Archibald:  He means like a new name, a new presence and a new personality.

Ignatius:  We do those too you know.

Kim:  No.  No.  that´s not it.  What he needs is more an absence than a presence.

From  Lie is Worth Living  the sequel to The Alibi Library

Everyday

Every book you read.  Every story.   Every time you switch on the TV and you’re not starring in some drama or other.  Our lives are a constant escape from ourselves.  We seek refuge from the hurly burly of our own existence in the crisis and comedy elsewhere available.  We sit back and let our imagination (or someone else’s) show us a different set of lives and choices, just for a short while.  Just for a bit.  Just for kicks.  Isn’t that a little alibi too?

alibi

The word alibi, which in Latin means ‘elsewhere’, has been used since the 18th century to mean ‘an assertion by a person that he or she was elsewhere’. In the 20th century a new sense arose (originally in the US) with the meaning ‘an excuse’. This use is a fairly common and natural extension of the core meaning, but is still regarded as incorrect by some traditionalists.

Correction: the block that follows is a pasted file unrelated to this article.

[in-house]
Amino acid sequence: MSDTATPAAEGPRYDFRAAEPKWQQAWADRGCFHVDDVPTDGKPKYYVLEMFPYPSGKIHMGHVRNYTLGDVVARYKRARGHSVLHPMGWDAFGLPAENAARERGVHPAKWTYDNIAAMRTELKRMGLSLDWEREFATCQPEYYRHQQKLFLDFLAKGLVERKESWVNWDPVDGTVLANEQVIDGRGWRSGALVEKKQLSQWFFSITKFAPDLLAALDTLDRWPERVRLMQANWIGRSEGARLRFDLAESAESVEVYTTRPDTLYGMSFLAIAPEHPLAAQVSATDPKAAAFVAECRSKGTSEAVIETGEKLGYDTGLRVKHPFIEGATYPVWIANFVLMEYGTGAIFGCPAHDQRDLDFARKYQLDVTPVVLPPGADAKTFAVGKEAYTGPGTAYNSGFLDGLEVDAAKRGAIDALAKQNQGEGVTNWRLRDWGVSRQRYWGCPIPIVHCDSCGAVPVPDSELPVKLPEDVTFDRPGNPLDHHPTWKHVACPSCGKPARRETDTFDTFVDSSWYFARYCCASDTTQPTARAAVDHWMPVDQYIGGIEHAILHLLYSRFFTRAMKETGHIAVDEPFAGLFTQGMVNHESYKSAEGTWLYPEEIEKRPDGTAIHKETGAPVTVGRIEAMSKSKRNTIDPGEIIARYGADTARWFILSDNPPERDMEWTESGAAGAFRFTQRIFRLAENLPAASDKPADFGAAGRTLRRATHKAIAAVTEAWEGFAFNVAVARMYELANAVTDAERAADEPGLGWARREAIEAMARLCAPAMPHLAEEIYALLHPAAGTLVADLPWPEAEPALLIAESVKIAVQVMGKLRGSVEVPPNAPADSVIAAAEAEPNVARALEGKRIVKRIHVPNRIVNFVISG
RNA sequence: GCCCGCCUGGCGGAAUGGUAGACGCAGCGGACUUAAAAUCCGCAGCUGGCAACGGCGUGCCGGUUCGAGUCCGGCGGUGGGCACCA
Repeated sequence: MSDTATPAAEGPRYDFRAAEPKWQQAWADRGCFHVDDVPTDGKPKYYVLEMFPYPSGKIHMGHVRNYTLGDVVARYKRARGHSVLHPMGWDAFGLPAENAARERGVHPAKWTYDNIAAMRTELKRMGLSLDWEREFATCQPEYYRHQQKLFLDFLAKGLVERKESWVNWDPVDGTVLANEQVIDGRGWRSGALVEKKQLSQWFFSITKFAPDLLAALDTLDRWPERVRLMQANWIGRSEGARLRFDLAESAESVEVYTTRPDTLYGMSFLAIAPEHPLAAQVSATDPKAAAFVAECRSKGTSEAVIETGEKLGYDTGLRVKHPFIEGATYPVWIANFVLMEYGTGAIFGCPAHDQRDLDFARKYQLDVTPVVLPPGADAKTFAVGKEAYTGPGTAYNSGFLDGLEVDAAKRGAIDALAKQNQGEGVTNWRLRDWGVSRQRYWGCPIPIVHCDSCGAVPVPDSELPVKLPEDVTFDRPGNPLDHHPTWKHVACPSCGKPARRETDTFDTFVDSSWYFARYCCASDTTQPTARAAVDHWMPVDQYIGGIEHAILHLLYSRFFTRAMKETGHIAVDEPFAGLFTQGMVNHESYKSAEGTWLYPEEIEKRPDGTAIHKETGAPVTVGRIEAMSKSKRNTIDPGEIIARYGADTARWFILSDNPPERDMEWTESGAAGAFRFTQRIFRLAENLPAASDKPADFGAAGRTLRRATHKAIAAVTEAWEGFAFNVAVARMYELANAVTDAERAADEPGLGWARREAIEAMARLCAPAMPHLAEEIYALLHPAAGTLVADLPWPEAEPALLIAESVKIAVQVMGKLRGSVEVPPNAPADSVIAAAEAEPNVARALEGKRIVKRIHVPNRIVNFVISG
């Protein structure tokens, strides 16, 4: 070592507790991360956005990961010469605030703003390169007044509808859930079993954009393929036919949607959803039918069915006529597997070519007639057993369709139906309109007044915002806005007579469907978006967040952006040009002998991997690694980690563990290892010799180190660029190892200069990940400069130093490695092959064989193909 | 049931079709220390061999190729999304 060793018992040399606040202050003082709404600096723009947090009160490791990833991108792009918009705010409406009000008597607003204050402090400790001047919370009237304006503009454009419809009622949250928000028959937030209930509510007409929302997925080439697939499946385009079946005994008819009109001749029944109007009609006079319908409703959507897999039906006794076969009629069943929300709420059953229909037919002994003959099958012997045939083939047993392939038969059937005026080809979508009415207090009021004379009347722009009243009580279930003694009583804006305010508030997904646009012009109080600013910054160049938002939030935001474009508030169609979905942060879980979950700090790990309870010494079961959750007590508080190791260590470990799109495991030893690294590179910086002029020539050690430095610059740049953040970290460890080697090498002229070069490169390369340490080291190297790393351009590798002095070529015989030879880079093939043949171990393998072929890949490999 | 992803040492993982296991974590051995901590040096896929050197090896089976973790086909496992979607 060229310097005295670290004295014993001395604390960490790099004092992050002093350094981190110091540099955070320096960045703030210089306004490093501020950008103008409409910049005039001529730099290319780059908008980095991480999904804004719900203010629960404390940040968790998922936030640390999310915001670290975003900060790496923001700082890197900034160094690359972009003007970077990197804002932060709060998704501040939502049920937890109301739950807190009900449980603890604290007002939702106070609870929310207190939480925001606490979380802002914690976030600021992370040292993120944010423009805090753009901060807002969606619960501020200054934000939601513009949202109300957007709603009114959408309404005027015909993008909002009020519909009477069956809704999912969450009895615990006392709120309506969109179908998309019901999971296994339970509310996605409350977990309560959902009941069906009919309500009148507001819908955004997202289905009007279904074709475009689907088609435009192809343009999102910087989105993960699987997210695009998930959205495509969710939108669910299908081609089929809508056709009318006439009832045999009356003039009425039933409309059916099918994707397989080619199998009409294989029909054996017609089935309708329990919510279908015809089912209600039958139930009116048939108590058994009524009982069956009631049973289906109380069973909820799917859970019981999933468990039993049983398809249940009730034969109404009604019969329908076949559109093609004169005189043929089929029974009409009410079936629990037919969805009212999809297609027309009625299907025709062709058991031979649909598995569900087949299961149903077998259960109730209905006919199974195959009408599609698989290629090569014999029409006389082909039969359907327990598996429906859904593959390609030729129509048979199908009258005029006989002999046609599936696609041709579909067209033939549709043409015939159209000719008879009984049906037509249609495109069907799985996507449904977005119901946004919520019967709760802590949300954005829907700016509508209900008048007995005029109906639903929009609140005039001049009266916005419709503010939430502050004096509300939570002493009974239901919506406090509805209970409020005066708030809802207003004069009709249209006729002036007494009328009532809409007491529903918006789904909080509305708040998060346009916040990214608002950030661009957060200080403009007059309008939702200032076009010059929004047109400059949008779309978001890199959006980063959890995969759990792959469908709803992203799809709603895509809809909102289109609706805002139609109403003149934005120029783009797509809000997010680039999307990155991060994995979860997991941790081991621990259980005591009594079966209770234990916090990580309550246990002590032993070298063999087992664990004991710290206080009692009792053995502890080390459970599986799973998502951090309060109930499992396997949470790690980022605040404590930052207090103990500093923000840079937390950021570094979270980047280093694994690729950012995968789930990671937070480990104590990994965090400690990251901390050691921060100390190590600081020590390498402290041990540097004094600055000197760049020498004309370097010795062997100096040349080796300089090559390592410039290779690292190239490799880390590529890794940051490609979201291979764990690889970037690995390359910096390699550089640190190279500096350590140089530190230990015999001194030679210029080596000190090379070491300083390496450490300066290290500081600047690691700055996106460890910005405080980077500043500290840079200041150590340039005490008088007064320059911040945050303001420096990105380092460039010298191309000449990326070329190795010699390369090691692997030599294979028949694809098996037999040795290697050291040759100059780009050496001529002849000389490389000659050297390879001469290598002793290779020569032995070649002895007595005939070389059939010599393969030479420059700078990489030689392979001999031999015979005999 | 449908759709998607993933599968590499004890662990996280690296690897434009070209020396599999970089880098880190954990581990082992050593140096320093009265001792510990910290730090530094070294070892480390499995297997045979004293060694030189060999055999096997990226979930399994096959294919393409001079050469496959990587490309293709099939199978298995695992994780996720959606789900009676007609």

noun (plural alibis)

  • a claim or piece of evidence that one was elsewhere when an act, typically a criminal one, is alleged to have taken place:she has an alibi for the whole of yesterday evening
  • informal an excuse or pretext:a catch-all alibi for failure and inadequacy

verb (alibis, alibiing, alibied)

[with object]informal

  • provide an alibi for:her friend agreed to alibi her
    the plea of having been at the time of the commission of an act elsewhere than at the place of commission; also : the fact or state of having been elsewhere at the time

Origin:

late 17th century (as an adverb in the sense ‘elsewhere’): from Latin, ‘elsewhere’. The noun use dates from the late 18th century

from the Oxford and Merriam Webster online dictionaries.

I’ve been trying to fit in for years.   Yes.  Yes.  We’ve all been in the wrong place at the wrong time.  For some it’s that deliciously blurred moment somewhere after midnight and before work or school the next day.  On the other hand, some of us seem to spend most of our days there.  And others appear to have been simply born there.  Of course we can dissimulate.  We can pretend we suddenly fit in though it’s as awkward as a suit with no arms and ten pockets when there’s a bill to be paid.  But now I seem to conflating being in the wrong place with a sort of being-out-of-place faux pas.  And even then, when we’re busy pretending that we’re not as out of place as a mathematical equation scrawled on a urinal wall, that’s when we need the alibi most.  To fit in.  Who am I.  Where have I come from.  As if I was ever going to tell you any of that stuff.  Yes. Yes.  I’ll come up with something to be sure,

better than the truth, or at least more believable.